An additional epigenetic–mitochondrial interaction could be the alteration of mtDNA methylation by environmental stressors, although it is currently unclear whether mtDNA transcription is linked to altered mtDNA methylation in the same manner as is nuclear DNA (nDNA) methylation. Furthermore, effects of exposures on putative mitochondrial epigenetic states will generally occur in the context of direct effects on both mitochondrial and nuclear epigenetics; these effects may or may not be mechanistically linked. For example, what are the steps involved in response to air pollution? Is the mitochondrial response an early step in cellular reprogramming (., an increase in mitochondrial content or biogenesis, followed by alterations in methylation of nuclear-encoded mitochondrial genes)? Recent human studies have demonstrated effects of air pollution exposure on mtDNA copy number, a marker that can be applied in large population studies and may reflect both mtDNA damage and dysfunction ( Carugno et al. 2012 ; Hou et al. 2010 , 2013 ; Janssen et al. 2012 ; Pavanello et al. 2013 ). There is growing evidence suggesting that air pollution exposure modifies methylation not only in the nDNA but also in the mtDNA ( Baccarelli et al. 2009 ). Although this finding might help to identify individuals at higher risk of air pollution effects, including acute and long-term cardiorespiratory disease, lung cancer, and neurological effects, there are conflicting reports in the literature regarding the function of mtDNA methylation ( Dzitoyeva et al. 2012 ; Hong et al. 2013 ; Iacobazzi et al. 2013 ). A fundamental question is whether cytosine methylation takes place in mtDNA, particularly in sequences that are rich in CpG dinucleotides. Intriguingly, recent evidence appears to suggest that methylation can occur in cytosines both in a CpG context and in cytosines that are not in CpG sites. Specifically, increased cytosine methylation has been observed in promoter regions of the mitochondria heavy strand located at the 5´-end of the D-loop (involved in DNA synthesis), suggesting a role in regulating mtDNA replication. Moreover, the observation of 5-hydroxymethylcytosine in mtDNA provides additional evidence that mtDNA may be epigenetically regulated. That this base has been established without the action of TET dioxygenases, which do not contain a mitochondrial targeting sequence, suggests other modes for demethylation and ultimately metabolic reprogramming that could be mediated via cross-talk with the nucleus ( Bellizzi et al. 2013 ; Shock et al. 2011 ).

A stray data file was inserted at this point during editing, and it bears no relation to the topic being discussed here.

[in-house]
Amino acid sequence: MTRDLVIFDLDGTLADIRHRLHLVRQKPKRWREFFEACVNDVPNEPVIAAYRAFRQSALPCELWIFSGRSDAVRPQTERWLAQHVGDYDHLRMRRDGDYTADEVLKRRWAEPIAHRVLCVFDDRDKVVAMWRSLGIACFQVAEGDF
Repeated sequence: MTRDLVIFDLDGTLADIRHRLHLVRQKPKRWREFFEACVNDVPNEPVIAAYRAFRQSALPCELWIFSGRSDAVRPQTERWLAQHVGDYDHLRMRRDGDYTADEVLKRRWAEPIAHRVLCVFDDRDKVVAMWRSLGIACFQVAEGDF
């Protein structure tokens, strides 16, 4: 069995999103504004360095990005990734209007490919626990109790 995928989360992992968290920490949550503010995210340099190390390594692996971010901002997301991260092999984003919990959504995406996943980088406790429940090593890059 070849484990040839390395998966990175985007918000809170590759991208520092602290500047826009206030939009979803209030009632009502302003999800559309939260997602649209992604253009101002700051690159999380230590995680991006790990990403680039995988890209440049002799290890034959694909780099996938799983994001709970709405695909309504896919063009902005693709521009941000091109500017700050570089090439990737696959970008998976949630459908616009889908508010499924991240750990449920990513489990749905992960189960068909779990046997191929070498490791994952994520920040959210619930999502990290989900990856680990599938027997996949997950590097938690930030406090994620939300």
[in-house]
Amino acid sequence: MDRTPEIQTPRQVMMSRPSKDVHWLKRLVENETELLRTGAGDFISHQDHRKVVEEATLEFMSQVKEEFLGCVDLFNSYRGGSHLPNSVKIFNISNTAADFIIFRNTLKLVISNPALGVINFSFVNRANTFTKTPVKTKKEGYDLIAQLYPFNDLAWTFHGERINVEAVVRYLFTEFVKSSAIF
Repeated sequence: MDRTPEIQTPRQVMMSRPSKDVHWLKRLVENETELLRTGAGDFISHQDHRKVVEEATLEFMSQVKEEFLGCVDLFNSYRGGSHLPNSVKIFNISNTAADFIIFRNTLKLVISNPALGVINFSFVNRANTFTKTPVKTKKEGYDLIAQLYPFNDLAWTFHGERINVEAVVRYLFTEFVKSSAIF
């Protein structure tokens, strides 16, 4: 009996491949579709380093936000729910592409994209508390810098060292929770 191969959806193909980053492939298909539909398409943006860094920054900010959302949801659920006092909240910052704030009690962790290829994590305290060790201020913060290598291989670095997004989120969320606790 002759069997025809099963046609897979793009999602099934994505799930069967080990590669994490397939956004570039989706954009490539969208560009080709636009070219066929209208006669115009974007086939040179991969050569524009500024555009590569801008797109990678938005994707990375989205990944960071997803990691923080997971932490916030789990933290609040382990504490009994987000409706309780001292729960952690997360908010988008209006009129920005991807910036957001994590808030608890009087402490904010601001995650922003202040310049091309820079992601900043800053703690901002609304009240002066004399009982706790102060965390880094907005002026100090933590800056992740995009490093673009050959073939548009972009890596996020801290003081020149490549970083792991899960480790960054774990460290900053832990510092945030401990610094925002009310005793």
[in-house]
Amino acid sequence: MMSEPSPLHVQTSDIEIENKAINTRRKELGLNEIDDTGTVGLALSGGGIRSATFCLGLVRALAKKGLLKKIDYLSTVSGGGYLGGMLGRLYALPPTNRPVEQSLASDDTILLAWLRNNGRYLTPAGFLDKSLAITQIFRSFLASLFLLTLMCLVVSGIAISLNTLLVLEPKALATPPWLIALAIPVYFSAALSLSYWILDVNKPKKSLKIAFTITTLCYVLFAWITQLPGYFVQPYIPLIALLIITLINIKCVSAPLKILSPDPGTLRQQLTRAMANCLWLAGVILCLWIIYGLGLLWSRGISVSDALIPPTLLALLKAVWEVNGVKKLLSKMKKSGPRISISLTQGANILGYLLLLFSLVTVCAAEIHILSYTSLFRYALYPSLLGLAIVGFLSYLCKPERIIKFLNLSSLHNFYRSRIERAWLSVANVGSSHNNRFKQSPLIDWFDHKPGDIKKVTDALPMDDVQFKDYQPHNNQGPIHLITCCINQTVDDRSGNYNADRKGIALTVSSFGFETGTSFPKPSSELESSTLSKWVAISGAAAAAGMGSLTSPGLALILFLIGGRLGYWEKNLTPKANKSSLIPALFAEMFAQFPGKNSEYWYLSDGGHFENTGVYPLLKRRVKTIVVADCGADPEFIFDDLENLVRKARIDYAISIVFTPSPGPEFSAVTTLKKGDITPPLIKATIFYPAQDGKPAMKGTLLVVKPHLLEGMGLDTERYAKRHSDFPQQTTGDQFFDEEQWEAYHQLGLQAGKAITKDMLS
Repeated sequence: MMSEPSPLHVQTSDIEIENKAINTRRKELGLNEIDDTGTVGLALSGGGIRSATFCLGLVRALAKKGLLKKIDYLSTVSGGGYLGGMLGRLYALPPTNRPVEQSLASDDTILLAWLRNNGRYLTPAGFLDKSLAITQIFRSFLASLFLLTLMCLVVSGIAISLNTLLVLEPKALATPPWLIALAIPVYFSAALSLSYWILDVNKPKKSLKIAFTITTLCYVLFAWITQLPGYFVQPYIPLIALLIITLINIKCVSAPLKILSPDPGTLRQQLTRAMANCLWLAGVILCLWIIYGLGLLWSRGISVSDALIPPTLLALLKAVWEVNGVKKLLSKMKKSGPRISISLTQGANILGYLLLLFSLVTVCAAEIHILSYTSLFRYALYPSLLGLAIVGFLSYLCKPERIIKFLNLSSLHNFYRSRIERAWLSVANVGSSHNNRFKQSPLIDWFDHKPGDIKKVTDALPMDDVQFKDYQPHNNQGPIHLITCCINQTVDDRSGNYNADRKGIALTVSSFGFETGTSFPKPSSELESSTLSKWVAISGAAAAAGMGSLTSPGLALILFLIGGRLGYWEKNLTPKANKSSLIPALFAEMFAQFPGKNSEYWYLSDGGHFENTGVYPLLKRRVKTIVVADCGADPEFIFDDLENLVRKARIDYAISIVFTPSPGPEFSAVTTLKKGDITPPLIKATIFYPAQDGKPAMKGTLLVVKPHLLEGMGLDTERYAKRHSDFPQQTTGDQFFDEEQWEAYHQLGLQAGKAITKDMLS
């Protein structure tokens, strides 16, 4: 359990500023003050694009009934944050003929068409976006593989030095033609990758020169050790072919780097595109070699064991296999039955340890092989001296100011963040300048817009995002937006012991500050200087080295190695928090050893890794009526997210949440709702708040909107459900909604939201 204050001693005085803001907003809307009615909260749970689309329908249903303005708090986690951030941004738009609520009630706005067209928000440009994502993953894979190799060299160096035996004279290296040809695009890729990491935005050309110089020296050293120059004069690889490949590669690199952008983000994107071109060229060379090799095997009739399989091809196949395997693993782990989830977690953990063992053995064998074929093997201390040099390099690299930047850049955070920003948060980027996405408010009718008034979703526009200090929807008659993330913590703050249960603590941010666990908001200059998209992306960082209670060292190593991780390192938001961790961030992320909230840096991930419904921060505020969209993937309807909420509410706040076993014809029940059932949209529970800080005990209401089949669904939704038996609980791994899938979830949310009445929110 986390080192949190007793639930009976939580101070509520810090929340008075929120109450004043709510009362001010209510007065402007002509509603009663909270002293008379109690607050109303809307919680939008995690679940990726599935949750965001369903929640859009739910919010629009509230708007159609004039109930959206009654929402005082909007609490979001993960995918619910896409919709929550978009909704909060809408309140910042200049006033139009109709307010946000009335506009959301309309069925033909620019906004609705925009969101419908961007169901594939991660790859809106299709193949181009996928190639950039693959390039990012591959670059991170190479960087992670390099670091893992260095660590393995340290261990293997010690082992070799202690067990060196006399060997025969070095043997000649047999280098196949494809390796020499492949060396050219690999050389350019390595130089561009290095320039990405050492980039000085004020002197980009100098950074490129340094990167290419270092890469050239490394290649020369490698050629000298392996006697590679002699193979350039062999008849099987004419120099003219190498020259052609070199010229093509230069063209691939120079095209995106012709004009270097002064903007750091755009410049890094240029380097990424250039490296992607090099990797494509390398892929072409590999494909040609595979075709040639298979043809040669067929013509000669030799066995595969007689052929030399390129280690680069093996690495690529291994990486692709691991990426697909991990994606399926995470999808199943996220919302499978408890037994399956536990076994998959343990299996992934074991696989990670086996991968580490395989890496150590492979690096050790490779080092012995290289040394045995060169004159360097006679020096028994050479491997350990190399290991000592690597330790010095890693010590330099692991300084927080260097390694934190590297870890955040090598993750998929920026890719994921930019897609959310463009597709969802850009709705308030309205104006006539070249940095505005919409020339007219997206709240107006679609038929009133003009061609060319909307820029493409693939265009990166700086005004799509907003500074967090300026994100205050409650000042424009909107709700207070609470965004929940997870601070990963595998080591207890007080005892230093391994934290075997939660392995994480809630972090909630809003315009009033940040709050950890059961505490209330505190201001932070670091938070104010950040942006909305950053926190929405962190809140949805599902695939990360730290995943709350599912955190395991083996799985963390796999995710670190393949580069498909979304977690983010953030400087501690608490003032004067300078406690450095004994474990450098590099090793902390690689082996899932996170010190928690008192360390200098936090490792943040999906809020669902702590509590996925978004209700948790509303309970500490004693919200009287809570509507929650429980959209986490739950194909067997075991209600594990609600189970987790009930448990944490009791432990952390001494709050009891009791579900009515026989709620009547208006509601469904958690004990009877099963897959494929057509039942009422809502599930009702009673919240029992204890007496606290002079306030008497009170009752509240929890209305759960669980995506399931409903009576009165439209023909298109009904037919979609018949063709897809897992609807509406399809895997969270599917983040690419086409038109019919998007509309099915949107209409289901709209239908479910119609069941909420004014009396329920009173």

Professor Chan is an executive editor of Advanced Drug Delivery Reviews and on the editorial advisory boards of various pharmaceutical journals, including PharmaceuticalResearch and International Journal of Pharmaceutics . He was appointed to the Subcommittee on Pharmaceutical Aerosol Standards for the Australian Therapeutic Goods Administration in 1996–97, and served as a member (2007–08) on the in vitro – in vivo correlation subgroup of the International Pharmaceutical Aerosol Consortium on Regulation and Science in Washington DC. He is a Fellow of the American Association of Pharmaceutical Scientists (AAPS), Fellow of Royal Australian Chemical Institute (RACI), Chair of the NSW Pharmaceutical Science Group of the RACI, and Vice President of the Asian Federation for Pharmaceutical Sciences.